My own mother was always interested in "Artsy" things, and could probably have made a living at it in another place and time, but she was not into this gadabout and joiner lifestyle, nor did she have the funds to do these things with me.  She also, did not have a driver's license.
My mother was more of a "Hot Ticket" type than society tea party hostess.  She was always beautiful, though faded when I was old enough to notice.  It would not be to many years before her life changed forever when she first staggered in the front hallway from the effects of Multiple Sclerosis.  I wonder if her life and activity had been colored by the effects of MS for years before it showed up.
Mrs. Burrill was just the opposite, and I guess that novelty was what attracted me to her.  She was conservative in dress and manner, a typical housewife of the time period, devoted to her family and proud of her was always proud of boys in her eyes....She was very New England in many ways, having come from Fitchburg, Massachusetts.  She was always very proud of her Burrill connection too.  She had deep connections to Early America herself, if I remember correctly, but was equally proud of the Burrill and Odiorne' history.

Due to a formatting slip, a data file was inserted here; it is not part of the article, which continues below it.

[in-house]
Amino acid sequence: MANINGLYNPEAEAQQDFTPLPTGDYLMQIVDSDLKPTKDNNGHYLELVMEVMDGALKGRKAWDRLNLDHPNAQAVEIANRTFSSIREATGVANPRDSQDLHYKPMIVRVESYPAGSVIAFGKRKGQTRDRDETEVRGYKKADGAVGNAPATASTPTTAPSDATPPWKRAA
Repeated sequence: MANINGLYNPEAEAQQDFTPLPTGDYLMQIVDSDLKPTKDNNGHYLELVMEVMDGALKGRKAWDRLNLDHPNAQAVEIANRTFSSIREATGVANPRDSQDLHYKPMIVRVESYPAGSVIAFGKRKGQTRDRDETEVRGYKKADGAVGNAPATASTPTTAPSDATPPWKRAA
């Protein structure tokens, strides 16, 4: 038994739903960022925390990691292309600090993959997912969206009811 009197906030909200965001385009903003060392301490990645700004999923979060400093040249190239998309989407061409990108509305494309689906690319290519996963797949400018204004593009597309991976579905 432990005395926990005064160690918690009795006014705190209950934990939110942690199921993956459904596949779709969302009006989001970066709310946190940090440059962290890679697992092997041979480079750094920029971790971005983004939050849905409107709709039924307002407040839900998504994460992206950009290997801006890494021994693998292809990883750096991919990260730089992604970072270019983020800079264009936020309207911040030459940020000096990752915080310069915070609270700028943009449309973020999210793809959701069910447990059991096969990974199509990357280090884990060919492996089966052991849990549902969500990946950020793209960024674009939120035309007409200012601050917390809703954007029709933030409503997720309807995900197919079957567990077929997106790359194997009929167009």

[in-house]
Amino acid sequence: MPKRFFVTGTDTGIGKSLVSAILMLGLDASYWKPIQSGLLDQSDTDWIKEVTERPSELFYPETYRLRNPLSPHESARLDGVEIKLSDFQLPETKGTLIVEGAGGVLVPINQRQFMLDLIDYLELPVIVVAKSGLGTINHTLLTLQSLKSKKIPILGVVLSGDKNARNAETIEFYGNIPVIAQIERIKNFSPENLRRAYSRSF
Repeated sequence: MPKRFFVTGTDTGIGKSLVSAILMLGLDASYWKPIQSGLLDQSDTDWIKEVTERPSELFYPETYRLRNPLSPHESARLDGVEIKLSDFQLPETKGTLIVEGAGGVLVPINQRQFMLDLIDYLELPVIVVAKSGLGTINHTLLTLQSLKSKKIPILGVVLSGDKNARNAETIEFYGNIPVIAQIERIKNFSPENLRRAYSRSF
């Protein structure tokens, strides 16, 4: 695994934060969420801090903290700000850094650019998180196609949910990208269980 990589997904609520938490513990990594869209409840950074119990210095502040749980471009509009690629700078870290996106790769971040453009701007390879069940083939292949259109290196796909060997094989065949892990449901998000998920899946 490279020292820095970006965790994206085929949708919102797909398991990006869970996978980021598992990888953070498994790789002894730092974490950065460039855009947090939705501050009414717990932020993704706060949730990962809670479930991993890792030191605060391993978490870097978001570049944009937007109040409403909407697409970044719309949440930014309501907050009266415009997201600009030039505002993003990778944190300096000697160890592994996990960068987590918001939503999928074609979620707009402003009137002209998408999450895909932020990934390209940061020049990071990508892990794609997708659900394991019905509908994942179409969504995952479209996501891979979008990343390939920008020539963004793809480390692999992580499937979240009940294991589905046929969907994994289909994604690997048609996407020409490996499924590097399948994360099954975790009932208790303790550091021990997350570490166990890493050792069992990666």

She was particularly proud of connections to John Alden and Priscilla Mullins. 

Mike McPherson son of Diane Burrill age 24 in 2012

In case you have checked this post out a couple of times, I am having a hard time writing this.  Deciding how to approach this story has not been easy, but keep checking.  I will finish it eventually.

Maritime Provincial History

A large percentage of our family history can be traced through the provinces of New Brunswick and Nova Scotia.  I am looking for brief articles to include for those who have an interest in learning more about that area.

Monday, January 21, 2013